How to Proceed
What I do want to talk about, however, is roster construction from this point forward and the different things you are looking for from your hitters in cash games and GPP’s.
In general, there are two main elements you are looking for your hitters to have:
Unless a hitter is extremely cheap and is batting at the top of the order, it is unlikely you will find a guy on my team who has neither power nor speed. The reason for this is simple: in MLB DFS, capturing as much upside as you can from your hitters is going to be one of the most important factors in consistent success.
Far too often, people make the mistake of targeting “safe” hitters while failing to recognize that there really is no such thing as a “safe hitter.” There are hitters who are safer than others, sure. But every hitter’s floor, on any given day, is 0-4, and every hitter stays at this floor far more often than any of us would like.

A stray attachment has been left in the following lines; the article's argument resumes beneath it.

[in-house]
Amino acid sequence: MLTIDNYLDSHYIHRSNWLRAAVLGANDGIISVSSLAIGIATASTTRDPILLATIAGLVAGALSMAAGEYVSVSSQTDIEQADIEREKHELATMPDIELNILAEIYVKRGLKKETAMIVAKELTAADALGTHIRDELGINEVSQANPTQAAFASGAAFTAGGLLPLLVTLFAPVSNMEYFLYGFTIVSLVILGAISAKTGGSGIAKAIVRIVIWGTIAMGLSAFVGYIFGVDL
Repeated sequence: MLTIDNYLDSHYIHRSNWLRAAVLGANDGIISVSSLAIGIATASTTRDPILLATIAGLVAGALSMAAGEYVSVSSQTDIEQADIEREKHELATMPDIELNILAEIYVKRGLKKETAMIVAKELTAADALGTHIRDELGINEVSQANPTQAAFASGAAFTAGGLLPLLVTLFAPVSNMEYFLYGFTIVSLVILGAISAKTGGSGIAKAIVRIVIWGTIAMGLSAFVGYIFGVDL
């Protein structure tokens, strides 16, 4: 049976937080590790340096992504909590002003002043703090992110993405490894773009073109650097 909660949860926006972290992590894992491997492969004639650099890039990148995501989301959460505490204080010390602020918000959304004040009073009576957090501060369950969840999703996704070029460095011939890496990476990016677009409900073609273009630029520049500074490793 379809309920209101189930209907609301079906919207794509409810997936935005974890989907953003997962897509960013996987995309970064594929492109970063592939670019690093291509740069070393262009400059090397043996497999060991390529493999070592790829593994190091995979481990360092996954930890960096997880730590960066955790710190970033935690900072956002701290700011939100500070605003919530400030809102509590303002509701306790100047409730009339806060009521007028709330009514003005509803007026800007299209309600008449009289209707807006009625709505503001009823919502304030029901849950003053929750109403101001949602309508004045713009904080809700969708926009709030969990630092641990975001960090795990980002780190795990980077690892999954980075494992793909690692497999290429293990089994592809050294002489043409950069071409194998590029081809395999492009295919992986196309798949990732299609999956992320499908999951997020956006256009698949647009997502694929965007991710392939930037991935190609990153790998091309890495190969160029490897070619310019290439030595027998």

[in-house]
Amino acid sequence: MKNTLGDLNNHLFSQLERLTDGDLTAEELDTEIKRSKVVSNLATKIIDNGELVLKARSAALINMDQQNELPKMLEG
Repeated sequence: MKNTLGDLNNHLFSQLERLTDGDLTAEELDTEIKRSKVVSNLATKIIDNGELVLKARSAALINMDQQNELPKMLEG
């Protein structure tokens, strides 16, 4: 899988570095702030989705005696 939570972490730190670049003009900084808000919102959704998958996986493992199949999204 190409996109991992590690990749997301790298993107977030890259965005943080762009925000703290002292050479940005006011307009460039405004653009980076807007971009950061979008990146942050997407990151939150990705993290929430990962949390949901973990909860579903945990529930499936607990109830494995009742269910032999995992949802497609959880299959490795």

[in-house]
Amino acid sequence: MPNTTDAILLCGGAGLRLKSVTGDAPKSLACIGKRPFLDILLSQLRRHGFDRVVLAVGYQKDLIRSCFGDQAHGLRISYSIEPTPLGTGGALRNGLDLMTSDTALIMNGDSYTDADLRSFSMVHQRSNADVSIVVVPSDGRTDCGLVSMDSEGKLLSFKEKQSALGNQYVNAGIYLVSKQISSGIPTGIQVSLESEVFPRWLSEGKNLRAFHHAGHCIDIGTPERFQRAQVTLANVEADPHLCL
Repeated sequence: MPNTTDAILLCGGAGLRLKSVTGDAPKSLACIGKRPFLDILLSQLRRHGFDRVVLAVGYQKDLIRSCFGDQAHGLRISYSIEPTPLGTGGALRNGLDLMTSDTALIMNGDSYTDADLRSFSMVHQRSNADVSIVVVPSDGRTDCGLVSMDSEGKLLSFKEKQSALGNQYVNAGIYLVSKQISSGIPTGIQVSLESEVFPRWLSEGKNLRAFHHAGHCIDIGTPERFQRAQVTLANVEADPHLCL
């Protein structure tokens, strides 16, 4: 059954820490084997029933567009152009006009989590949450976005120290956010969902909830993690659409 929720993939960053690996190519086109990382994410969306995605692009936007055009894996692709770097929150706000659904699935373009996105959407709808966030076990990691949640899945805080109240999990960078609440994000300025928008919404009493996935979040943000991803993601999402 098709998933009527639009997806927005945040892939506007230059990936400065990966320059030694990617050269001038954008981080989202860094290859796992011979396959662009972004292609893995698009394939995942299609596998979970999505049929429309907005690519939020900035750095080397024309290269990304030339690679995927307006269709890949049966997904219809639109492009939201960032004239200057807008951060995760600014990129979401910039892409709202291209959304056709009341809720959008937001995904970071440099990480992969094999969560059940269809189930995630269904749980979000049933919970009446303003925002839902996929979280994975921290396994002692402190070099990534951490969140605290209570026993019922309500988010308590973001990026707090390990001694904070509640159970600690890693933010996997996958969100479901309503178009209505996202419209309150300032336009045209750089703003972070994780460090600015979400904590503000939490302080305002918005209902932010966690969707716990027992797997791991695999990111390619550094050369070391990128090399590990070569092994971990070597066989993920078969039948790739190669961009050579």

To give you an idea, however, of exactly why “safe” hitters (guys who simply make a lot of contact, and can usually be relied on for one or two singles per game with no stolen base or real run-producing ability) are not where I like to look, we are going to explore a little hypothetical example.
For this example, we are going to take a safe team and a risky team. The safe team is guys who all have high floors, but low ceilings. The risky team is all guys with low floors (guys who perhaps strike out a bit more, and who rely more on their power/speed than anything else), but with high ceilings (stolen bases, extra-base hits, home runs, RBI potential, etc.).
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